Credit Sasha Maksymenko / Flickr Creative Commons

At least two protesters were killed this week in clashes with police, and protesters seized government offices in scores of cities in the pro-Western part of Ukraine. The two-month-long crisis turned violent after the passage of anti-dissent legislation.

“That obviously did not sit well with those that have been spending many cold nights out protesting,” says Rebecca Cruise, the Dean of the University of Oklahoma’s College of International Studies and an expert on international security and political participation. “These things often feed upon themselves. We hear stories of old men handing rocks to protesters that are then throwing them.”

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12:23 pm
Fri January 24, 2014

Add Oklahoma To List Of Top Ten Senate Primaries

Lead in text: 
Ken Rudin, the "Political Junkie" formerly of NPR, writes in his weekly column Oklahoma's upcoming Senate race has all the makings of, once again, another Republican family feud between the conservative and the very conservative wing of the party.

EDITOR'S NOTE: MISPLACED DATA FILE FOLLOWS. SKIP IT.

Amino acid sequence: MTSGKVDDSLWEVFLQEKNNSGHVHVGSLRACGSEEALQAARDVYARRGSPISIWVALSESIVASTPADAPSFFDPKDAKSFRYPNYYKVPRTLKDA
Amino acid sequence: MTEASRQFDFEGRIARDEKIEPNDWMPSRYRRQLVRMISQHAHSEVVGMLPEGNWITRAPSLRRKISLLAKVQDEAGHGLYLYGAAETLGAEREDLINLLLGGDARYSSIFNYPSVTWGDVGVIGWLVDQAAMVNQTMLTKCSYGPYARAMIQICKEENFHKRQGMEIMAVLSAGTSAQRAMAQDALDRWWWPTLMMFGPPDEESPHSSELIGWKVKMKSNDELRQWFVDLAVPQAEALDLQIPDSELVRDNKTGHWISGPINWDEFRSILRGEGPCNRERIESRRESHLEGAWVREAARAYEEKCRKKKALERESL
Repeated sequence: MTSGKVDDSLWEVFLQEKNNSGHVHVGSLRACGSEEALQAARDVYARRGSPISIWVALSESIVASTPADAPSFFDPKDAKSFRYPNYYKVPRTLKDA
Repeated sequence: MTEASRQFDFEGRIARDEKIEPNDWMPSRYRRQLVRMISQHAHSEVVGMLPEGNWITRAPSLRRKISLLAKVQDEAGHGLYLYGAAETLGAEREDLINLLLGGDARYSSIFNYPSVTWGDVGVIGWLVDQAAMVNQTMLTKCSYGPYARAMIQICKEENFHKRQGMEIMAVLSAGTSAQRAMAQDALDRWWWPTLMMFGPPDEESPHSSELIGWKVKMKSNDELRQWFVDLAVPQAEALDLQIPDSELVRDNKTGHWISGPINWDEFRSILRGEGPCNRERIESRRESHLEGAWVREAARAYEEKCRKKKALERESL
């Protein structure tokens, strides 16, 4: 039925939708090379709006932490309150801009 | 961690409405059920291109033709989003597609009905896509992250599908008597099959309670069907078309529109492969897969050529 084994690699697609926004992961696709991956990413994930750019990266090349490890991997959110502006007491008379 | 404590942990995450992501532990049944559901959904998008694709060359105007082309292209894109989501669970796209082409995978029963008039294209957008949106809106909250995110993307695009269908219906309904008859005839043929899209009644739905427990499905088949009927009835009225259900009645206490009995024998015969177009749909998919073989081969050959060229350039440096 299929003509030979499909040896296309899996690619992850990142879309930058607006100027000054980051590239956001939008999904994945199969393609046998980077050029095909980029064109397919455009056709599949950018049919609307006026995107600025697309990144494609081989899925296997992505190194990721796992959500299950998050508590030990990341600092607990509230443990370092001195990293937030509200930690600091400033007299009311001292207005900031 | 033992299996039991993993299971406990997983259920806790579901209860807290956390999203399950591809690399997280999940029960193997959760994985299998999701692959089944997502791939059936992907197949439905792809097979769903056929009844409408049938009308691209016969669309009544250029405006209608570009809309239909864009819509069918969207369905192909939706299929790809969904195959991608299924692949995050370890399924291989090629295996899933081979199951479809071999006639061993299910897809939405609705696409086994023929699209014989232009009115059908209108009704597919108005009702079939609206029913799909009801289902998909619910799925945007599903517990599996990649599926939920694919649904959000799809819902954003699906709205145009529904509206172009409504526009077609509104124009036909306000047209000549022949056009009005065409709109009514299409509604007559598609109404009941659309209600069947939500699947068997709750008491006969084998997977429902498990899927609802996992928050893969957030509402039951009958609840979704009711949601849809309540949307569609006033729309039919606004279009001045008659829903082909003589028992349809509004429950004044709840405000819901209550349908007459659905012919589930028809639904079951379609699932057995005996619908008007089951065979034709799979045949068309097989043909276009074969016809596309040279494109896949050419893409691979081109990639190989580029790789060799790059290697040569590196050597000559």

Oklahoma GOP Sen. Tom Coburn, who wasn’t up until 2016, announced last week he would resign his seat at the end of this year. That immediately brought two-term Rep. James Lankford into the race … and hours later, hints from freshman Rep. Jim Bridenstine that he’s going to run as well.
The Two-Way
11:44 am
Fri January 24, 2014

Ukraine Protests Spread, But 'Fragile Truce' Holds In Kiev

On Friday in Kiev, a woman knelt as she appealed to Ukranian police troops at the site of clashes with anti-government protesters.
Gleb Garanich Reuters/Landov

Originally published on Fri January 24, 2014 10:36 am

"Violent protests in Ukraine have spread beyond the capital, Kiev," the BBC writes, as President Viktor Yanukovych and three key opposition leaders meet.

On Friday, according to the BBC, "protesters stormed the governor's offices in Lviv, and there were rallies in at least five more western cities."